Once a darling of Wall Street, the Whole Foods brand is facing increasing competition in a rapidly changing marketplace. Some investors have sarcastically nicknamed the company “Half Foods,” because its shares have dropped 31 percent this year. To remain competitive, Whole Foods recently announced plans to reduce its workforce by 1.6 percent, or 1,500 jobs.
Although Whole Foods has struggled recently, the natural and organic foods market has experienced strong, steady growth overall. Last year, retail sales of natural and organic foods and beverages rose 5.5 percent to nearly $53.5 billion. That figure is 53 percent higher than sales in 2009, according to Packaged Facts.
While more and more consumers are buying organic foods, they are no longer choosing Whole Foods as their primary retailer of choice. In this blog post, we’ll explore some possible reasons for the shift.
Organic Foods Have Become Mainstream
Today, consumers have more options than ever when it comes to buying organic foods. Organic foods are not limited to natural food chains or alternative health food stores.
“Every major supermarket chain in the U.S. — from Kroger to Target to Safeway to Walmart — have store-brand lines of natural and organic products. These are truly mainstream products,” explains a report from Packaged Facts.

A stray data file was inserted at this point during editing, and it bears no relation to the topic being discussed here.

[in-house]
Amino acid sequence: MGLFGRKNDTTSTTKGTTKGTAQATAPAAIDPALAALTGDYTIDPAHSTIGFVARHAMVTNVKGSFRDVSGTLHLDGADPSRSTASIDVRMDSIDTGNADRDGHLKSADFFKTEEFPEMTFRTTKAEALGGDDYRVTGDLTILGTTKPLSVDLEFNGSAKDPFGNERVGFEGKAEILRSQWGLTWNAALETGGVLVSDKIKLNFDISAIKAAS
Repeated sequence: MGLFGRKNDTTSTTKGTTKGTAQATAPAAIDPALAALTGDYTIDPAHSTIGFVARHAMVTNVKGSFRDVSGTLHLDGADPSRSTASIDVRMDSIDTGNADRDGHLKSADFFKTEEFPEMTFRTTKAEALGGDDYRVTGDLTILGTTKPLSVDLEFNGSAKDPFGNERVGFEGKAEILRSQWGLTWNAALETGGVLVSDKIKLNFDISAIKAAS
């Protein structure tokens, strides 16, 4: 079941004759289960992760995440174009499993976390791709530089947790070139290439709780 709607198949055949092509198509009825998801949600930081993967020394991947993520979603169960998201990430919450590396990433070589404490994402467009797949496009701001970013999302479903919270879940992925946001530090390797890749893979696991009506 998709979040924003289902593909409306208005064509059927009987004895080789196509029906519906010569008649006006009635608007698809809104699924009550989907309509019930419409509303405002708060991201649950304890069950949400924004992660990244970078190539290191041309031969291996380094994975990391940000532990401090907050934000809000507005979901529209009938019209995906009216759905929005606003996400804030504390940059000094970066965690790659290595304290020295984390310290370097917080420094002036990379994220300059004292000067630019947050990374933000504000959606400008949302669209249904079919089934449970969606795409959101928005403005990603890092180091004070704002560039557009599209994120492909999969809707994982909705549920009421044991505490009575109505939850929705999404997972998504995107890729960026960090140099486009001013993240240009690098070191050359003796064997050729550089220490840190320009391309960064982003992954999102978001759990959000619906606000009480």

In an increasingly crowded marketplace, Whole Foods has lost market share to conventional supermarkets and mass merchandisers that offer lower-priced organic products. In fact, Costco has surpassed Whole Foods and is now the No. 1 seller of organic foods in the United States, according to some estimates.
Mass-Market Retail Outlets Capture Nearly Half of Sales
It's clear mainstream grocers are taking a large bite out of the market, but how do the numbers break down among different types of retailers? Consider the following estimates provided by Packaged Facts:
- Mass-market retail outlets including supermarkets, drugstores, and mass merchants capture 49 percent of dollar sales of natural and organic foods and beverages.
- The natural foods channel, such as Whole Foods, Trader Joe’s, and Sprouts Farmers Market, take a 41 percent share.
- Other outlets such as gourmet stores, farmers markets, and community-supported agriculture programs comprise the remaining 10 percent share.
In order to grow its customer base, Whole Foods is making some tactical adjustments. According to a recent article in the Washington Post, Whole Foods plans to focus on its exclusive brands and prepared foods business and expand its digital capabilities. It will also work on marketing promotions to customers, while avoiding “a race to the bottom.”
Learn More About This Shifting Market
To find out more about current developments, download a free resource from Packaged Facts that highlights the top trends in the food and beverage industry in 2017 and 2018.
About the Author: Sarah Schmidt is a Managing Editor at MarketResearch.com, a leading provider of global market intelligence products and services.